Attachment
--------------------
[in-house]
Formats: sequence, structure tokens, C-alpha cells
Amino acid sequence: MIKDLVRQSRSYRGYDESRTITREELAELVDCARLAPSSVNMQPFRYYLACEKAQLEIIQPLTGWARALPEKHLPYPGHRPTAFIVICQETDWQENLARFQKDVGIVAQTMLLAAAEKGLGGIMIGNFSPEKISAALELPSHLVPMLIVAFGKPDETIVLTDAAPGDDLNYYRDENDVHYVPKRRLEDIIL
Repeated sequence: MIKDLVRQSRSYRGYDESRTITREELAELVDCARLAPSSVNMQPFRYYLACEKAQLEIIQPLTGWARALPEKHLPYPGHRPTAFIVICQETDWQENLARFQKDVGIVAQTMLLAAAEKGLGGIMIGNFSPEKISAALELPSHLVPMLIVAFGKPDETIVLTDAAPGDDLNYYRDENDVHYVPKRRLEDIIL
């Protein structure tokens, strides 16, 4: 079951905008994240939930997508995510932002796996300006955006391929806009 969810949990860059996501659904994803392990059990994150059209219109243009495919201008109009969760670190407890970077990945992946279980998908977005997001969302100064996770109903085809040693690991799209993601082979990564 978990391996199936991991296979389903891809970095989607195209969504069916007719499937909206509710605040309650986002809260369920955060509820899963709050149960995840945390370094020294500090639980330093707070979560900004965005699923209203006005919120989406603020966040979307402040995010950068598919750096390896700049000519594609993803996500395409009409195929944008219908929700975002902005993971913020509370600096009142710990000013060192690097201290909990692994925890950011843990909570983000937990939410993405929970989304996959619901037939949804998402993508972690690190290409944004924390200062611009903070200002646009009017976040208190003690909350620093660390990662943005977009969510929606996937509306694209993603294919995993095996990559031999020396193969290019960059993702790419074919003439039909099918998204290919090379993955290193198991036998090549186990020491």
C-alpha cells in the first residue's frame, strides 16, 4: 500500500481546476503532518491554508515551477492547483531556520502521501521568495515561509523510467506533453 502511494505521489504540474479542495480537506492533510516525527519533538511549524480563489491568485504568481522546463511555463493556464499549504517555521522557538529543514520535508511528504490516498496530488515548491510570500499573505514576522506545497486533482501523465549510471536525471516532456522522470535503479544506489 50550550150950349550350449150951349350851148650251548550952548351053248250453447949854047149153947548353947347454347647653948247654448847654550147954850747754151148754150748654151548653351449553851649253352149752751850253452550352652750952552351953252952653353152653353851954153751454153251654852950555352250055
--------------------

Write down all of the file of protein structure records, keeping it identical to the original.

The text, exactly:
[in-house]
Formats: sequence, structure tokens, C-alpha cells
Amino acid sequence: MIKDLVRQSRSYRGYDESRTITREELAELVDCARLAPSSVNMQPFRYYLACEKAQLEIIQPLTGWARALPEKHLPYPGHRPTAFIVICQETDWQENLARFQKDVGIVAQTMLLAAAEKGLGGIMIGNFSPEKISAALELPSHLVPMLIVAFGKPDETIVLTDAAPGDDLNYYRDENDVHYVPKRRLEDIIL
Repeated sequence: MIKDLVRQSRSYRGYDESRTITREELAELVDCARLAPSSVNMQPFRYYLACEKAQLEIIQPLTGWARALPEKHLPYPGHRPTAFIVICQETDWQENLARFQKDVGIVAQTMLLAAAEKGLGGIMIGNFSPEKISAALELPSHLVPMLIVAFGKPDETIVLTDAAPGDDLNYYRDENDVHYVPKRRLEDIIL
């Protein structure tokens, strides 16, 4: 079951905008994240939930997508995510932002796996300006955006391929806009 969810949990860059996501659904994803392990059990994150059209219109243009495919201008109009969760670190407890970077990945992946279980998908977005997001969302100064996770109903085809040693690991799209993601082979990564 978990391996199936991991296979389903891809970095989607195209969504069916007719499937909206509710605040309650986002809260369920955060509820899963709050149960995840945390370094020294500090639980330093707070979560900004965005699923209203006005919120989406603020966040979307402040995010950068598919750096390896700049000519594609993803996500395409009409195929944008219908929700975002902005993971913020509370600096009142710990000013060192690097201290909990692994925890950011843990909570983000937990939410993405929970989304996959619901037939949804998402993508972690690190290409944004924390200062611009903070200002646009009017976040208190003690909350620093660390990662943005977009969510929606996937509306694209993603294919995993095996990559031999020396193969290019960059993702790419074919003439039909099918998204290919090379993955290193198991036998090549186990020491």
C-alpha cells in the first residue's frame, strides 16, 4: 500500500481546476503532518491554508515551477492547483531556520502521501521568495515561509523510467506533453 502511494505521489504540474479542495480537506492533510516525527519533538511549524480563489491568485504568481522546463511555463493556464499549504517555521522557538529543514520535508511528504490516498496530488515548491510570500499573505514576522506545497486533482501523465549510471536525471516532456522522470535503479544506489 50550550150950349550350449150951349350851148650251548550952548351053248250453447949854047149153947548353947347454347647653948247654448847654550147954850747754151148754150748654151548653351449553851649253352149752751850253452550352652750952552351953252952653353152653353851954153751454153251654852950555352250055